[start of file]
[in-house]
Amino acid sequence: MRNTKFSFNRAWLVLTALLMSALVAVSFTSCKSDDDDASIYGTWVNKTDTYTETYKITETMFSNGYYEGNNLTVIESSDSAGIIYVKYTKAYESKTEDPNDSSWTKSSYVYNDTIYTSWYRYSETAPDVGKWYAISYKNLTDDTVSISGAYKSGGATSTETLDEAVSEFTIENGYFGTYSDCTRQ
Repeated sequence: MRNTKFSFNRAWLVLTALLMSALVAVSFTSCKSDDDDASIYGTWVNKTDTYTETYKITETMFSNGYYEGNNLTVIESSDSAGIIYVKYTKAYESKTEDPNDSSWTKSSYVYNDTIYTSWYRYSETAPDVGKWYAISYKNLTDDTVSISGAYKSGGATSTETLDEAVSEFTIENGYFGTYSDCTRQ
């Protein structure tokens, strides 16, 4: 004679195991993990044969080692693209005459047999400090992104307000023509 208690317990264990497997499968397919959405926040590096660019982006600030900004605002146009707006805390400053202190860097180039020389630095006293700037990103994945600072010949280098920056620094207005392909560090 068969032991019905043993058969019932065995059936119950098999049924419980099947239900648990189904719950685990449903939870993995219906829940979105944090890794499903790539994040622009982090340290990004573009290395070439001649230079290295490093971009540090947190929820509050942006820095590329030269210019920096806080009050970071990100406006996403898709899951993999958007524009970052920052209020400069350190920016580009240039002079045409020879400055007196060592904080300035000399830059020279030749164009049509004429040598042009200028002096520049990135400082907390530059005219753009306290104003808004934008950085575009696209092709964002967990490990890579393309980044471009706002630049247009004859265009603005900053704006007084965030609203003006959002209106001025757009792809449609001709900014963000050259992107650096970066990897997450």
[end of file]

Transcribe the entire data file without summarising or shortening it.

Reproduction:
[in-house]
Amino acid sequence: MRNTKFSFNRAWLVLTALLMSALVAVSFTSCKSDDDDASIYGTWVNKTDTYTETYKITETMFSNGYYEGNNLTVIESSDSAGIIYVKYTKAYESKTEDPNDSSWTKSSYVYNDTIYTSWYRYSETAPDVGKWYAISYKNLTDDTVSISGAYKSGGATSTETLDEAVSEFTIENGYFGTYSDCTRQ
Repeated sequence: MRNTKFSFNRAWLVLTALLMSALVAVSFTSCKSDDDDASIYGTWVNKTDTYTETYKITETMFSNGYYEGNNLTVIESSDSAGIIYVKYTKAYESKTEDPNDSSWTKSSYVYNDTIYTSWYRYSETAPDVGKWYAISYKNLTDDTVSISGAYKSGGATSTETLDEAVSEFTIENGYFGTYSDCTRQ
């Protein structure tokens, strides 16, 4: 004679195991993990044969080692693209005459047999400090992104307000023509 208690317990264990497997499968397919959405926040590096660019982006600030900004605002146009707006805390400053202190860097180039020389630095006293700037990103994945600072010949280098920056620094207005392909560090 068969032991019905043993058969019932065995059936119950098999049924419980099947239900648990189904719950685990449903939870993995219906829940979105944090890794499903790539994040622009982090340290990004573009290395070439001649230079290295490093971009540090947190929820509050942006820095590329030269210019920096806080009050970071990100406006996403898709899951993999958007524009970052920052209020400069350190920016580009240039002079045409020879400055007196060592904080300035000399830059020279030749164009049509004429040598042009200028002096520049990135400082907390530059005219753009306290104003808004934008950085575009696209092709964002967990490990890579393309980044471009706002630049247009004859265009603005900053704006007084965030609203003006959002209106001025757009792809449609001709900014963000050259992107650096970066990897997450």